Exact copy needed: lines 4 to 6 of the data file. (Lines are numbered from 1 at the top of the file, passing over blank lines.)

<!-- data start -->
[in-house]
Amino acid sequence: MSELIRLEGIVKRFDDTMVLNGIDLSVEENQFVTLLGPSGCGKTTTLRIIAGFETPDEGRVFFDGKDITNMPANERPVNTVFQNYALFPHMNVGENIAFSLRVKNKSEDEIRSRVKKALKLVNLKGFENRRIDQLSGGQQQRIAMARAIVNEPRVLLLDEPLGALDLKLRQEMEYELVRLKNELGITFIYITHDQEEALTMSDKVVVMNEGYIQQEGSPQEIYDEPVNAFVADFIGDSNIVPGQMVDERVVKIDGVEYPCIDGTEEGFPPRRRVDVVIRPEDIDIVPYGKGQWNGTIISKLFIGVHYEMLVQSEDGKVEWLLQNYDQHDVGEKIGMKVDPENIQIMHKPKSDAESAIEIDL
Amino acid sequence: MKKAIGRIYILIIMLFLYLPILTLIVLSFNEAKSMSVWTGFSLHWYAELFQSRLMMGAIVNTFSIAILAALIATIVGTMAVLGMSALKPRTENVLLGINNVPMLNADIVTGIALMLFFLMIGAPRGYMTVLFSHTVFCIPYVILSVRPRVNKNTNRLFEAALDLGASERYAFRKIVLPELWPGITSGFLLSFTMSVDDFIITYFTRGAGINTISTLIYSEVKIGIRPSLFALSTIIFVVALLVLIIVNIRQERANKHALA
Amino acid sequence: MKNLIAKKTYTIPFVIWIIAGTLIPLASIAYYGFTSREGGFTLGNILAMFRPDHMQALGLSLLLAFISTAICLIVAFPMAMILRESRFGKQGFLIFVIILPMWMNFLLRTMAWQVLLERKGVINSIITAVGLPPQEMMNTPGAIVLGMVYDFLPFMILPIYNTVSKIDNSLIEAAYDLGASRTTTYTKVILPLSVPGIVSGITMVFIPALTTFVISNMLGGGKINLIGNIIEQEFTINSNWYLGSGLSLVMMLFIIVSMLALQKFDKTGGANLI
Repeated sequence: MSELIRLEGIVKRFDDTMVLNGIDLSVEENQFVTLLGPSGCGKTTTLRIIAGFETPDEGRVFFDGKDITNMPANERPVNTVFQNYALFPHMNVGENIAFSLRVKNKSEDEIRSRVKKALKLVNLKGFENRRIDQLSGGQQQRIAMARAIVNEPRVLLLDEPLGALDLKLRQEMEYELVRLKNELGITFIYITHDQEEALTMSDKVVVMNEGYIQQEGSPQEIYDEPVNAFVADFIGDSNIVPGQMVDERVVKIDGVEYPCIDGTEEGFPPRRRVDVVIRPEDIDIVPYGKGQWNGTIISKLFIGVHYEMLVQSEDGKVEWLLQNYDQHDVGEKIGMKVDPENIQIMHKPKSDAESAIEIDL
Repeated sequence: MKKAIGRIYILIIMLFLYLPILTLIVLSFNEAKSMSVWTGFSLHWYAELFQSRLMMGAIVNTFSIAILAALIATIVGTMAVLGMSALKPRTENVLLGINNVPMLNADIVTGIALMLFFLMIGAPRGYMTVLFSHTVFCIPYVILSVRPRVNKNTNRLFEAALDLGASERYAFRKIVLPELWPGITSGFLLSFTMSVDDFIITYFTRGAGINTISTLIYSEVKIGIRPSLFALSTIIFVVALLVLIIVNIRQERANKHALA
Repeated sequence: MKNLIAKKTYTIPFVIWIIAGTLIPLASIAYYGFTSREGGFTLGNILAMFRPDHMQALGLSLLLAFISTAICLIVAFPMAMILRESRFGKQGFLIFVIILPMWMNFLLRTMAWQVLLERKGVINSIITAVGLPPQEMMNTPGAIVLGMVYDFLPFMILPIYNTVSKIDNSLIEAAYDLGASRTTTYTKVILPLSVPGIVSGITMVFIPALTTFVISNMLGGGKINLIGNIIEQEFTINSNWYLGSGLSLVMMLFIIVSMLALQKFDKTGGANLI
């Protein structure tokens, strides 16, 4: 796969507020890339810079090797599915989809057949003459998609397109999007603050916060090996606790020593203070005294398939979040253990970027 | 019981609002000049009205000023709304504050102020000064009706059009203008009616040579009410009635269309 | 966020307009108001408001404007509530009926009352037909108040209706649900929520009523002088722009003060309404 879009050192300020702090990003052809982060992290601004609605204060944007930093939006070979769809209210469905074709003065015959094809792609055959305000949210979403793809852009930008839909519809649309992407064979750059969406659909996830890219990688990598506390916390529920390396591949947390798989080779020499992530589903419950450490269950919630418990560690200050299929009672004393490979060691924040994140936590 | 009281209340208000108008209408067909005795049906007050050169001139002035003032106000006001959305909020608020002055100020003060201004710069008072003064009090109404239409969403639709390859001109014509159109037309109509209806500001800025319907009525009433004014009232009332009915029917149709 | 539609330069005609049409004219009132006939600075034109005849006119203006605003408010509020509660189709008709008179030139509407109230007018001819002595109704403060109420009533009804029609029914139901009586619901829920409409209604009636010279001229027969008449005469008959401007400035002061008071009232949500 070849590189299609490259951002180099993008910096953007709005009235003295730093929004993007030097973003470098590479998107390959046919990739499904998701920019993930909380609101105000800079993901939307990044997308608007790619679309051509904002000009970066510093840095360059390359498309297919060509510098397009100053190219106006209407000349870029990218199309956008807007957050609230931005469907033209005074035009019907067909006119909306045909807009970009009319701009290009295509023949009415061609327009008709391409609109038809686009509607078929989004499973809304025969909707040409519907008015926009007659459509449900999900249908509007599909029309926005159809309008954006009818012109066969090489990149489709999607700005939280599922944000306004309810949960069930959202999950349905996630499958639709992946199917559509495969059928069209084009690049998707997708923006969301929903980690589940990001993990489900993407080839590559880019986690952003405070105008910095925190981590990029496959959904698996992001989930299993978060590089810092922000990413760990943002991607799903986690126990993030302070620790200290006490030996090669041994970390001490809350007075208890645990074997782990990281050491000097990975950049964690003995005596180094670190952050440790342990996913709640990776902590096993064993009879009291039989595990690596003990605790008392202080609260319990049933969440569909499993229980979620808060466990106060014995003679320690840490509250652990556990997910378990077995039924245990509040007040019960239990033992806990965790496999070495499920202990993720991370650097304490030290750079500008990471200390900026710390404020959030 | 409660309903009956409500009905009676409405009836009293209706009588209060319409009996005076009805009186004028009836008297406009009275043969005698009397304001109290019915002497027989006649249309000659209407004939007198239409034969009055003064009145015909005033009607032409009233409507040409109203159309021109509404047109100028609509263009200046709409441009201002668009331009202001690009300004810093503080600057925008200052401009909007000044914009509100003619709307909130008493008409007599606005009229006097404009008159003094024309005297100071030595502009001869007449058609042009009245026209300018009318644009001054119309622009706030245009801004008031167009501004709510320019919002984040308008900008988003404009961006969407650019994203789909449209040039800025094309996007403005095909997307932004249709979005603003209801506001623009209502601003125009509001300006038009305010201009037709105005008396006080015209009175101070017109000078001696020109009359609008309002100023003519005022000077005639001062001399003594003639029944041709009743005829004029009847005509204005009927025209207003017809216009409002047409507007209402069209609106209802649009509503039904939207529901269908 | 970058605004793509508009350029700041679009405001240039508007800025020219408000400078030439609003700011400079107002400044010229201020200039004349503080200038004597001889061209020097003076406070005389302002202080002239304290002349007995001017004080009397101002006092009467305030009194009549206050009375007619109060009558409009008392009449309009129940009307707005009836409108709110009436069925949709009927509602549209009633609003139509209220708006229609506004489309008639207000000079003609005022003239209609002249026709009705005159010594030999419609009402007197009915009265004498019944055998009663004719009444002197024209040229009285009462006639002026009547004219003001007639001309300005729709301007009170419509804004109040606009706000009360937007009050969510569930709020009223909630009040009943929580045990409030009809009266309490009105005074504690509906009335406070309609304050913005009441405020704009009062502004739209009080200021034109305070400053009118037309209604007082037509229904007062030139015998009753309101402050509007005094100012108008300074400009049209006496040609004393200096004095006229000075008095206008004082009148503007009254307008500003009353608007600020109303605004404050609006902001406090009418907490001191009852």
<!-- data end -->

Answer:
Amino acid sequence: MKNLIAKKTYTIPFVIWIIAGTLIPLASIAYYGFTSREGGFTLGNILAMFRPDHMQALGLSLLLAFISTAICLIVAFPMAMILRESRFGKQGFLIFVIILPMWMNFLLRTMAWQVLLERKGVINSIITAVGLPPQEMMNTPGAIVLGMVYDFLPFMILPIYNTVSKIDNSLIEAAYDLGASRTTTYTKVILPLSVPGIVSGITMVFIPALTTFVISNMLGGGKINLIGNIIEQEFTINSNWYLGSGLSLVMMLFIIVSMLALQKFDKTGGANLI
Repeated sequence: MSELIRLEGIVKRFDDTMVLNGIDLSVEENQFVTLLGPSGCGKTTTLRIIAGFETPDEGRVFFDGKDITNMPANERPVNTVFQNYALFPHMNVGENIAFSLRVKNKSEDEIRSRVKKALKLVNLKGFENRRIDQLSGGQQQRIAMARAIVNEPRVLLLDEPLGALDLKLRQEMEYELVRLKNELGITFIYITHDQEEALTMSDKVVVMNEGYIQQEGSPQEIYDEPVNAFVADFIGDSNIVPGQMVDERVVKIDGVEYPCIDGTEEGFPPRRRVDVVIRPEDIDIVPYGKGQWNGTIISKLFIGVHYEMLVQSEDGKVEWLLQNYDQHDVGEKIGMKVDPENIQIMHKPKSDAESAIEIDL
Repeated sequence: MKKAIGRIYILIIMLFLYLPILTLIVLSFNEAKSMSVWTGFSLHWYAELFQSRLMMGAIVNTFSIAILAALIATIVGTMAVLGMSALKPRTENVLLGINNVPMLNADIVTGIALMLFFLMIGAPRGYMTVLFSHTVFCIPYVILSVRPRVNKNTNRLFEAALDLGASERYAFRKIVLPELWPGITSGFLLSFTMSVDDFIITYFTRGAGINTISTLIYSEVKIGIRPSLFALSTIIFVVALLVLIIVNIRQERANKHALA